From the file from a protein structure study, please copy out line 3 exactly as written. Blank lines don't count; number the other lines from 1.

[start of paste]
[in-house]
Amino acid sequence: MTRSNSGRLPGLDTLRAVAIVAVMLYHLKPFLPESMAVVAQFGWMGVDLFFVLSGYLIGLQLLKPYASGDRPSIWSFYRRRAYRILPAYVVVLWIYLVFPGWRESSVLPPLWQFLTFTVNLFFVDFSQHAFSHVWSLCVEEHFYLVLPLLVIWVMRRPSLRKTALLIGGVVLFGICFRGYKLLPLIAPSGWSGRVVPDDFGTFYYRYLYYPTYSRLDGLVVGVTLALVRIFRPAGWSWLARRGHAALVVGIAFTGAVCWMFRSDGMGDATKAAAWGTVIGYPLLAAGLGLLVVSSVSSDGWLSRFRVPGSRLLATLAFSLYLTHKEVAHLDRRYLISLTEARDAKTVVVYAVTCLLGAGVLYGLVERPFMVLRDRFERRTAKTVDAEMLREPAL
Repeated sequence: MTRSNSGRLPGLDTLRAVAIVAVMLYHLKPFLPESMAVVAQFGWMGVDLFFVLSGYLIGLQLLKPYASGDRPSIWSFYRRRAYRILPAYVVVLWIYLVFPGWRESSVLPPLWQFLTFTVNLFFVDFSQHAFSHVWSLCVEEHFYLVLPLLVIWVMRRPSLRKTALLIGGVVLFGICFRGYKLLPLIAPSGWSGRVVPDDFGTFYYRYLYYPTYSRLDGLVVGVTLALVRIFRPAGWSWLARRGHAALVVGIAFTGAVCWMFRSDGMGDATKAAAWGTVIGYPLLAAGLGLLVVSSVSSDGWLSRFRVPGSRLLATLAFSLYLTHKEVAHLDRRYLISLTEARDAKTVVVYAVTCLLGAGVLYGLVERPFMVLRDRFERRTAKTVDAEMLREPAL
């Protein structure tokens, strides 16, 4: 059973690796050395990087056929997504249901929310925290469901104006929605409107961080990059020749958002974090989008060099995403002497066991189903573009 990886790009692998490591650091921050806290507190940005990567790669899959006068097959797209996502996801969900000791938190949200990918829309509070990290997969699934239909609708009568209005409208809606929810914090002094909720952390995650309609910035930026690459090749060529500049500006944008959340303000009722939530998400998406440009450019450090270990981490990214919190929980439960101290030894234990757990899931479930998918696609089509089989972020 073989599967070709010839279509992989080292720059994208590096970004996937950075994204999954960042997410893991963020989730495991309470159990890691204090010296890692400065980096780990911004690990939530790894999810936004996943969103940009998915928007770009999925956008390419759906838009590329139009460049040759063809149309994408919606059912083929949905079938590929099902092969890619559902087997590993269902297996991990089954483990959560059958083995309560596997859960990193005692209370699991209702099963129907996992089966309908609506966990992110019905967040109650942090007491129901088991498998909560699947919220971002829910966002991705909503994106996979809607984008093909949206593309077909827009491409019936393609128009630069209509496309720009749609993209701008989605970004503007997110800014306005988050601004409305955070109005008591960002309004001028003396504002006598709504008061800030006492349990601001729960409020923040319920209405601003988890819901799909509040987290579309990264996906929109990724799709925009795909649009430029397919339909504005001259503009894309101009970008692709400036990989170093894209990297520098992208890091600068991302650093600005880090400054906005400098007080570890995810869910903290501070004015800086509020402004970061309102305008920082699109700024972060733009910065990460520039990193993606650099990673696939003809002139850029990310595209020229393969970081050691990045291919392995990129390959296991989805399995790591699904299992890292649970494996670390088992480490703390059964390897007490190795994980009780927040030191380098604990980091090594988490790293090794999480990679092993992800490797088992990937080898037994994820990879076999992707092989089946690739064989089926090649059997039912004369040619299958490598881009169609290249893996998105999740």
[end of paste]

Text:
Repeated sequence: MTRSNSGRLPGLDTLRAVAIVAVMLYHLKPFLPESMAVVAQFGWMGVDLFFVLSGYLIGLQLLKPYASGDRPSIWSFYRRRAYRILPAYVVVLWIYLVFPGWRESSVLPPLWQFLTFTVNLFFVDFSQHAFSHVWSLCVEEHFYLVLPLLVIWVMRRPSLRKTALLIGGVVLFGICFRGYKLLPLIAPSGWSGRVVPDDFGTFYYRYLYYPTYSRLDGLVVGVTLALVRIFRPAGWSWLARRGHAALVVGIAFTGAVCWMFRSDGMGDATKAAAWGTVIGYPLLAAGLGLLVVSSVSSDGWLSRFRVPGSRLLATLAFSLYLTHKEVAHLDRRYLISLTEARDAKTVVVYAVTCLLGAGVLYGLVERPFMVLRDRFERRTAKTVDAEMLREPAL